FDA Approves DOPTELET® for Thrombocytopenia in Chronic Liver Disease

SUMMARY: The FDA on May 21, 2018, approved DOPTELET® (Avatrombopag) for thrombocytopenia in adults with Chronic Liver Disease (CLD) scheduled to undergo a procedure. Thrombocytopenia is the most common hematological abnormality encountered in patients with Chronic Liver Disease (CLD), occurring in 65-85% of patients. Thrombocytopenia is an indicator of advanced disease and is associated with a poorer prognosis, and can impact routine care of patients with CLD, interfering with diagnostic and therapeutic interventions. Therefore treatment options that can safely and effectively raise platelet levels could have a significant impact on care of these patients.

The cause of thrombocytopenia in CLD is multifactorial and can be due to decreased production, splenic sequestration, and increased destruction. Thrombopoietin (TPO) regulates platelet production and maturation, and CLD is associated with depressed Thrombopoietin levels . Bone marrow suppression can be also be caused by alcohol, viruses, medications and iron overload. Hypersplenism causes splenic platelet sequestration. Increased platelet destruction in cirrhosis can be due to increased shear stress, increased fibrinolysis, increased platelet aggregation related to infections, or immune mediated platelet destruction secondary to antiplatelet antibodies.

DOPTELET® (Avatrombopag), a second generation orally administered Thrombopoietin Receptor Agonist (TPO-RA), designed to mimic the effects of TPO, the primary regulator of normal platelet production. DOPTELET® stimulates the proliferation and differentiation of megakaryocytes from bone marrow progenitor cells and results in increased production of platelets.

The approval of DOPTELET® by the FDA was based on two identically designed, international, randomized, double-blind, placebo-controlled phase III trials, ADAPT-1 (N=231) and ADAPT-2 (N=204). In these two studies totaling 430 patients with Chronic Liver Disease and thrombocytopenia (N=430), patients were randomized 2:1 to DOPTELET® (N=274) or placebo (N=156) daily for 5 days prior to a scheduled procedure, and had at least 1 post-dose safety assessment. Patients randomized to DOPTELET® received differential dosing based on mean platelet count at entry. Patients with a baseline platelet count less than 40,000/uL (low baseline platelet cohort) received DOPTELET® 60 mg orally once daily for 5 consecutive days. Those with a baseline platelet count of 40,000 to less than 50,000/uL (high baseline platelet cohort) received DOPTELET® 40 mg orally once daily for 5 consecutive days. Eligible patients were scheduled to undergo their procedure 5 to 8 days after the last dose of study drug. Patients were stratified according to HepatoCellular Cancer status and bleeding risk associated with the elective procedure (low, moderate, or high). The Primary efficacy endpoint was the proportion of patients, or responders, who did not require a platelet transfusion or any rescue procedure for bleeding after randomization, and for up to 7 days following an elective procedure.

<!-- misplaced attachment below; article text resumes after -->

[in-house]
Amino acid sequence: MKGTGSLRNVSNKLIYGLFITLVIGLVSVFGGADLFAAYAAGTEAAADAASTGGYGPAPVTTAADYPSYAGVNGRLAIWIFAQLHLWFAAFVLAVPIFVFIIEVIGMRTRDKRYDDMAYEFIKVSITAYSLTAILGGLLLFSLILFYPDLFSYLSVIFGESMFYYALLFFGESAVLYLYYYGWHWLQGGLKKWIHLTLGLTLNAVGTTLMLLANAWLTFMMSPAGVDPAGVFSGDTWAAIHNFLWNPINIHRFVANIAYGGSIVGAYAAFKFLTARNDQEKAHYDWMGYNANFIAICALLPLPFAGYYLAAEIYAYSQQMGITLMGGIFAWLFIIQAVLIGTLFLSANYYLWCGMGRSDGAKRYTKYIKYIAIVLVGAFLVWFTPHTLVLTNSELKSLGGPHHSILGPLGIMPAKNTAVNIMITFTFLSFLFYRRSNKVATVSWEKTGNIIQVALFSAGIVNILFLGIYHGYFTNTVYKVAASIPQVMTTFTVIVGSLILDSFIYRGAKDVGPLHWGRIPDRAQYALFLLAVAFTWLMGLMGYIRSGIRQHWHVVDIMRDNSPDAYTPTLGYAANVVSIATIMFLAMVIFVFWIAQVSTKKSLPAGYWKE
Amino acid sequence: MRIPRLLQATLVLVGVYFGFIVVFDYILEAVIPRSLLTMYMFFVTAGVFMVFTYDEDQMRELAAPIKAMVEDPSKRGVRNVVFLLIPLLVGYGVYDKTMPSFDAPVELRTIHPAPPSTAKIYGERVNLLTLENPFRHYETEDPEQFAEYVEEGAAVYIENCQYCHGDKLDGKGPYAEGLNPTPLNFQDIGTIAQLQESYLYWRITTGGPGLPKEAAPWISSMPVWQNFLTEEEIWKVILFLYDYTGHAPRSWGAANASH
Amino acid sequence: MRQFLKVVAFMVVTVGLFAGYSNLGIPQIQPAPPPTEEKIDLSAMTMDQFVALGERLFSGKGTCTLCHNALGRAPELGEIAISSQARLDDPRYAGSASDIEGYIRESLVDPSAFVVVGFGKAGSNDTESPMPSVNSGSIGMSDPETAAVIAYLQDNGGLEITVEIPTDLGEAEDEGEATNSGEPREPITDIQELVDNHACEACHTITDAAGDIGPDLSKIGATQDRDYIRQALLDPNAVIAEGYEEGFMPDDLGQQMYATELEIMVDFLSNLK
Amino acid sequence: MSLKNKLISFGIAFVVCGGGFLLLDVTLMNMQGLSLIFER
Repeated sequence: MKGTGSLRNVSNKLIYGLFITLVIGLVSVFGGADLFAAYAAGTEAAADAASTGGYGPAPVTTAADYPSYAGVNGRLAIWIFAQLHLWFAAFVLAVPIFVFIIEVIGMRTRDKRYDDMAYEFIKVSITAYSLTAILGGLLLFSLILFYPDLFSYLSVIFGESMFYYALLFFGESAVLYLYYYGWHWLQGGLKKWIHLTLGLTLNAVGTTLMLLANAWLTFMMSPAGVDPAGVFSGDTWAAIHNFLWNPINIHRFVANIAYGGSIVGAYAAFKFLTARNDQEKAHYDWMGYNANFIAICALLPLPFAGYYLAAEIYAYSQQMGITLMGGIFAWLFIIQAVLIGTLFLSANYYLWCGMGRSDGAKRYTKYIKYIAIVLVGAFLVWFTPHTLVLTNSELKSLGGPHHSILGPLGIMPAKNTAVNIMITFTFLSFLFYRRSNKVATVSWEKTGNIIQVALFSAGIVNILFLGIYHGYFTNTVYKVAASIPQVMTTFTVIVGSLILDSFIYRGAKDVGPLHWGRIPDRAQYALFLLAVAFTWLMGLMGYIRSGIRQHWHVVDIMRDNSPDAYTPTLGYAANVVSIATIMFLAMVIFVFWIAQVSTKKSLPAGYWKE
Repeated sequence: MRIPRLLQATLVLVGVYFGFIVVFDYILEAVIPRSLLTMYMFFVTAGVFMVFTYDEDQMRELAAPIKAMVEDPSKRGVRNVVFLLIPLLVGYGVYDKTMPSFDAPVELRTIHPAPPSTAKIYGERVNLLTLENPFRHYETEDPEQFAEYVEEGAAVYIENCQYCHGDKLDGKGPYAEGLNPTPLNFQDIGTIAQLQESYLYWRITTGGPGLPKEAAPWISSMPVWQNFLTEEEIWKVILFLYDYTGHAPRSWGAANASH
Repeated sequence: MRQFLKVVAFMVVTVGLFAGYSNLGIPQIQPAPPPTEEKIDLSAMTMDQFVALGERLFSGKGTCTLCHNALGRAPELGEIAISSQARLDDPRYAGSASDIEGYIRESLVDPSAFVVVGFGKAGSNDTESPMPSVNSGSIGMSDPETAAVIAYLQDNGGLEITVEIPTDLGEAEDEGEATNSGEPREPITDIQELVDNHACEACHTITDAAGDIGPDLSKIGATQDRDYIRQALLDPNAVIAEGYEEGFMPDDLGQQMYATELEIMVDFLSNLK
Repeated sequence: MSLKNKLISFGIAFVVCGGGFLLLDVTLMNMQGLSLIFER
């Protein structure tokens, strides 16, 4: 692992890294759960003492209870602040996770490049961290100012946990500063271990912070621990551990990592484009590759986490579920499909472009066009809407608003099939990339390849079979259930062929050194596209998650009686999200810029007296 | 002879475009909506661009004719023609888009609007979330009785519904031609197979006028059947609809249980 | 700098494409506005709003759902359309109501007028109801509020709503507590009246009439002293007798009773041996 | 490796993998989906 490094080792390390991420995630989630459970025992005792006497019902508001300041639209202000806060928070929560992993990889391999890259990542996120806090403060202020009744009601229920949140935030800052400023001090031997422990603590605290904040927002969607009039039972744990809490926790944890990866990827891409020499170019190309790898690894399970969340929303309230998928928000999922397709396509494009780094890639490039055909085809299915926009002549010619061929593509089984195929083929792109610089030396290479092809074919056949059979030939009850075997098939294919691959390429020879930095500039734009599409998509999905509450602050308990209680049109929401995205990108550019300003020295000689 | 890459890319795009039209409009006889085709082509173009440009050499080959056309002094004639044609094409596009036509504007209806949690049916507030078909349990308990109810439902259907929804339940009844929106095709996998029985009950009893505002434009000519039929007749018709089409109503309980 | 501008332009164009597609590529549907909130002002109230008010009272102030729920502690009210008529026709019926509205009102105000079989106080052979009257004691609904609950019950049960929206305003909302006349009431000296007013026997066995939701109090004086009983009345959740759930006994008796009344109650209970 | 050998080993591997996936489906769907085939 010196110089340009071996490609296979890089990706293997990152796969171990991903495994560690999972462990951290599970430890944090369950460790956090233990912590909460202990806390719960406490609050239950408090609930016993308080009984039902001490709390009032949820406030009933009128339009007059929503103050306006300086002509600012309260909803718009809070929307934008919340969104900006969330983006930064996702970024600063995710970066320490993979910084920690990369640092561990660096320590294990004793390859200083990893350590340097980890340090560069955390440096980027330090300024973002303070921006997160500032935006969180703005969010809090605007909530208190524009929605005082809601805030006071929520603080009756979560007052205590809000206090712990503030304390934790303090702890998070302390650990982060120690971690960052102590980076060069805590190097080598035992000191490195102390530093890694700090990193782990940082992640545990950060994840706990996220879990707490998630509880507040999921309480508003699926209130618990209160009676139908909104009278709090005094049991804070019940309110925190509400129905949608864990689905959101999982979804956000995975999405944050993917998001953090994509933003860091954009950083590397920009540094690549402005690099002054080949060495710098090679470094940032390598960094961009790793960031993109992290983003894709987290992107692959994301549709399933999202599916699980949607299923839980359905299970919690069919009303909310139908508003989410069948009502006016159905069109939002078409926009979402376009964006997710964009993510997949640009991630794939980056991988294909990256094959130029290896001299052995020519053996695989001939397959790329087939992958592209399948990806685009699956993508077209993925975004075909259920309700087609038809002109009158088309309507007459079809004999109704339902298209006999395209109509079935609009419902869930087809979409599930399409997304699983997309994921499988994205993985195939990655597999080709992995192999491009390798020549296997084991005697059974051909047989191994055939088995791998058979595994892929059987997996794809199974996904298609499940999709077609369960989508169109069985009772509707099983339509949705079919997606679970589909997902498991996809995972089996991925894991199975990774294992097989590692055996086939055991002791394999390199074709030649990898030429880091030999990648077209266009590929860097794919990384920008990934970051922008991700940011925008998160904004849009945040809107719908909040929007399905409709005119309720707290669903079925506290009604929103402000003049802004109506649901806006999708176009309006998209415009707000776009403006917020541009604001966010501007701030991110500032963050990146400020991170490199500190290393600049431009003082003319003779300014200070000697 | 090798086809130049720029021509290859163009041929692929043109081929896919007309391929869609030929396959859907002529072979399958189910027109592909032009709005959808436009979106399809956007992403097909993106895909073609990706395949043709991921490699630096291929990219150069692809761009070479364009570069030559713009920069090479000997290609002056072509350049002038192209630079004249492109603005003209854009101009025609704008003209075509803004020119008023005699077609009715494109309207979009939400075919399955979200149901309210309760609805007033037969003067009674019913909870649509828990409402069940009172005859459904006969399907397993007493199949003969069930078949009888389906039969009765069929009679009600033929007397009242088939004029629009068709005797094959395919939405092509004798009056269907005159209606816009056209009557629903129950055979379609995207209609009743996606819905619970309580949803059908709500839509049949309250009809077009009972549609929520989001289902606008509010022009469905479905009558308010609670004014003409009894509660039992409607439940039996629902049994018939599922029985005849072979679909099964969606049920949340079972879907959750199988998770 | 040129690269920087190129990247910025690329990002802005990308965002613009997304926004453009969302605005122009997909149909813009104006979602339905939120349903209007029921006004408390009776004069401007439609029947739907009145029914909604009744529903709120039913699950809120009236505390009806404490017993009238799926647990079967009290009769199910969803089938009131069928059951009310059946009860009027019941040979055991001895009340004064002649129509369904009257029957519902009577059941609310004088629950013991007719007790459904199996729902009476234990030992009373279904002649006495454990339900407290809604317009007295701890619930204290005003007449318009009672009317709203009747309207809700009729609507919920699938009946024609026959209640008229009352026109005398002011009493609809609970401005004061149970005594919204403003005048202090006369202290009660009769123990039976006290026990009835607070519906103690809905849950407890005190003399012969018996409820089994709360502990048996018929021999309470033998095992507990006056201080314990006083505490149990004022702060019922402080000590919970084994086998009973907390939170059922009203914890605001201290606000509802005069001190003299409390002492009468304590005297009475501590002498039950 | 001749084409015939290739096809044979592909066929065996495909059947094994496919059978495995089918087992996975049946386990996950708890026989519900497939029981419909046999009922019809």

In both trials, DOPTELET® exhibited superiority compared to placebo, in increasing the proportion of patients not requiring platelet transfusions or rescue procedures for bleeding up to 7 days, following a scheduled procedure. In the low baseline platelet cohort, 66% and 69% of patients treated with DOPTELET® responded in the ADAPT-1 and ADAPT-2 trials, respectively. For those receiving placebo, 23% (treatment difference 43%, P<0.0001) and 35% (treatment difference 34%, P=0.0006) responded in the ADAPT-1 and ADAPT-2 trials, respectively. In the high baseline platelet cohort, 88% of DOPTELET®-treated patients in both trials responded compared to 38% and 33% of placebo-treated patients. Treatment difference was 50% (P<0.0001) in the ADAPT-1 trial and 55% (P<0.0001) in the ADAPT-2 trial. Additionally, DOPTELET® was statistically superior to placebo at the two Secondary efficacy endpoints in each trial which included proportion of patients with platelet count of 50,000/uL or more by procedure day, and mean change in the platelet count from baseline to procedure day. The most common adverse reactions reported in at least 3% of patients were pyrexia, abdominal pain, nausea, headache, fatigue, and peripheral edema.

It was concluded that DOPTELET® is the first orally administered treatment option approved by the FDA for patients with Chronic Liver Disease who routinely undergo multiple, invasive procedures. The availability of this new oral agent can lead to a measured increase in platelets and minimize the risk of bleeding and need for platelet transfusions. https://www.fda.gov/Drugs/InformationOnDrugs/ApprovedDrugs/ucm608323.htm